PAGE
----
And BTW: You are right, Justin has done it (VERY well!) and I have pored over every word in his thread. I'll hunt it back down and replace this sentence with a citation of his thread. I'm hoping, hoping, hoping that somewhere along the way on this thread, Justin will offer some comments!
Alan B wrote:You might re-read Kingfish's threads, he's done a lot of this. He's gone toward 2wd with a trailer to carry a lot of batteries, but he's tried many things along the way.
Alan B: You are right, and thanks for the reminder, I'd forgotten Kingfish's threads. I'll edit this posting later and replace this sentence to cite his thread.
Last edited by jkbrigman on Jul 08, 2014 1:50 pm, edited 1 time in total.
eRecumbent. 9C 2810, 6-FET,CA,18S3P LiPo, Kenda Kwest. 33mph max 12.8Wh/mi (22mph avg) Phat Bike Commuter HS3540, 6-FET, 18S3P LiPo, Schwalbe Marathon 47mph max 25 Wh/mi (28mph avg) Basic LiPo Charging Thread , Add Throttle to Multispeed Bike
dogman: "I bet if you just don't ride like a jerk, you can do whatever you want up to the speed where everybody looks at you like this. :shock: "
tomjasz: "Romans go full dork. They could give a hoot what 'Merkins do."

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Re: Long Distance Ebike Design

Post by Chalo » Jul 08, 2014 1:50 pm

Yeah, if you're gonna carry a kiloton of battery and ride a recumbent, you'd better put the batts in a trailer (maybe even a streamlined one) so you don't explode the wheels. 'Bents are already super abusive on wheels because you can't use your legs to suspend your weight when you ride over bumps.

If you want to spend 12 hours in the saddle without pedaling much, I can see why a 'bent might be a good starting point, though.
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Re: Long Distance Ebike Design

Post by parabellum » Jul 08, 2014 2:02 pm

Chalo wrote:Yeah, if you're gonna carry a kiloton of battery and ride a recumbent, you'd better put the batts in a trailer (maybe even a streamlined one) so you don't explode the wheels. 'Bents are already super abusive on wheels because you can't use your legs to suspend your weight when you ride over bumps.

If you want to spend 12 hours in the saddle without pedaling much, I can see why a 'bent might be a good starting point, though.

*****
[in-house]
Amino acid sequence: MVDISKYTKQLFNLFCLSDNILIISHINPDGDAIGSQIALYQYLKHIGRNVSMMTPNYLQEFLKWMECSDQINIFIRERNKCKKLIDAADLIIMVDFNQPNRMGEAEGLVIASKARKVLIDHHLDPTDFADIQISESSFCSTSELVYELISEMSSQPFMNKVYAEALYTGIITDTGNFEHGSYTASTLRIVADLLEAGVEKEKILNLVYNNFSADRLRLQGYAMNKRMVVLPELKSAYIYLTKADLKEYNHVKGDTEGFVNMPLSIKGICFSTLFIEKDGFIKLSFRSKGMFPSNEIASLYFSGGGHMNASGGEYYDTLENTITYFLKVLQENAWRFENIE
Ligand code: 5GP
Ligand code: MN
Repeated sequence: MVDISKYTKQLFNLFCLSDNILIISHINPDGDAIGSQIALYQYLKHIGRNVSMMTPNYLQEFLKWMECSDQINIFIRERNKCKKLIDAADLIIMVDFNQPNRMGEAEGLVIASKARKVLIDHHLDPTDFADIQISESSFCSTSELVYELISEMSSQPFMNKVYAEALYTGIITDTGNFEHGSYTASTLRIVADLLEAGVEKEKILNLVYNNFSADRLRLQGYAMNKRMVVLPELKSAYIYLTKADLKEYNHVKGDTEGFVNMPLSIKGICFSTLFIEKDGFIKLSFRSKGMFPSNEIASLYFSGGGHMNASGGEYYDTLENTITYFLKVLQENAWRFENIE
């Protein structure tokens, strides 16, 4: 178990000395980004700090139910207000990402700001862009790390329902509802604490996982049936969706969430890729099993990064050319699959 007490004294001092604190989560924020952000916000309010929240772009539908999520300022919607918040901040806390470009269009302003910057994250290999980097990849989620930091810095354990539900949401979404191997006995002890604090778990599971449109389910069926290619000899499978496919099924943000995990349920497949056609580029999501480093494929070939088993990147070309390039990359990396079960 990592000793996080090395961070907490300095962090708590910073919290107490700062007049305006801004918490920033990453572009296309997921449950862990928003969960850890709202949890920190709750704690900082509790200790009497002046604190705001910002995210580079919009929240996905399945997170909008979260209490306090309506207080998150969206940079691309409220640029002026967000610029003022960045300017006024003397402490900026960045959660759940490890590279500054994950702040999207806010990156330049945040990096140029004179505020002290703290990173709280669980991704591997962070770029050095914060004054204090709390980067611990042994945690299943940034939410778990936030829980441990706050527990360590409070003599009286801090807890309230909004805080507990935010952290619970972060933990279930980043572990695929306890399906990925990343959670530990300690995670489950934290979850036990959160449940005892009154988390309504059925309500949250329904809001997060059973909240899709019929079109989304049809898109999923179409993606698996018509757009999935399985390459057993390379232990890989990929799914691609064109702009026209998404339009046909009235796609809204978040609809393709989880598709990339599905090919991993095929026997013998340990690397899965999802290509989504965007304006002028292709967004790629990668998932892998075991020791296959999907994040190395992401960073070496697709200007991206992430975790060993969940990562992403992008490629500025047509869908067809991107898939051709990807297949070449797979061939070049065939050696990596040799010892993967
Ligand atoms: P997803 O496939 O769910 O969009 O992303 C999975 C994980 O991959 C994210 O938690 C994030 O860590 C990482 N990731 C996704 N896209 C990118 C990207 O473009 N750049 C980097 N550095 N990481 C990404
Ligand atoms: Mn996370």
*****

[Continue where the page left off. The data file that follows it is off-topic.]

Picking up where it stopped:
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Re: Long Distance Ebike Design

Post by gogo » Jul 08, 2014 2:08 pm

Bring a test rig on over to RAGBRAI. The longest day is usually a 100 mile leg.
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Re: Long Distance Ebike Design

Post by jkbrigman » Jul 08, 2014 2:44 pm

Chalo wrote:Yeah, if you're gonna carry a kiloton of battery and ride a recumbent, you'd better put the batts in a trailer (maybe even a streamlined one) so you don't explode the wheels. 'Bents are already super abusive on wheels because you can't use your legs to suspend your weight when you ride over bumps.

If you want to spend 12 hours in the saddle without pedaling much, I can see why a 'bent might be a good starting point, though.
Chalo - I concur. When I converted my SWB to a rear 9c 2810 DD motor, I got flex and sway in spots I didn't even think it was possible. I think anything to do with a electrifying a recumbent needs to take a lesson from the velomobile guys. They tend to use smaller motors (250W-400W), smaller controllers and less onboard battery.

I mention a mid-drive in the beginning of this thread as a possible motor drive system, but I'm about 90% sold on a lightweight geared hubmotor on the rear. I may hate myself on a really long, steep climb for not going with mid-drive, but I expect you aren't going to want to ride 10-12 hours-ish if you have to listen to a mid-drive making a racket.

Thank you for the comment on why a 'bent might be a good starting point. Comfort plus efficiency are my overriding concerns. When I'd converted my SWB as my first build, 10Wh/m was easy to achieve, and at fairly high speeds between 23 and 30mph. I have no fairing on that bike either.
eRecumbent. 9C 2810, 6-FET,CA,18S3P LiPo, Kenda Kwest. 33mph max 12.8Wh/mi (22mph avg) Phat Bike Commuter HS3540, 6-FET, 18S3P LiPo, Schwalbe Marathon 47mph max 25 Wh/mi (28mph avg) Basic LiPo Charging Thread , Add Throttle to Multispeed Bike
dogman: "I bet if you just don't ride like a jerk, you can do whatever you want up to the speed where everybody looks at you like this. :shock: "
tomjasz: "Romans go full dork. They could give a hoot what 'Merkins do."

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Re: Long Distance Ebike Design

Post by sigimem » Jul 08, 2014 2:46 pm

My go would be a full suspension leaning recumbent trike. (2 wheels in front)
I would build it rather heavy with a steel tube frame and possibly a motorbike swingarm in the back. A lot of batteries just above the ground closer to the front axle than to the rear wheel. For carrying load I would install two (big) bags on on each side of the rear wheel.
Add a front fairing and some plates to cover your frame properly you should be able to get good efficency.

-Mid drive probably something like the big block gng
- LifePo battery capable of 5 kw bursts, Sinewave controller (sabvoton?!)
- about 3000 WH
- Justins new all chemistry charger
- 2 rear racks/bags
- No too much hassle
- front fairings and enclosure for frame and battery and probably wheels
- motorcycle tyre in the back somthing like 20" hookworms in the front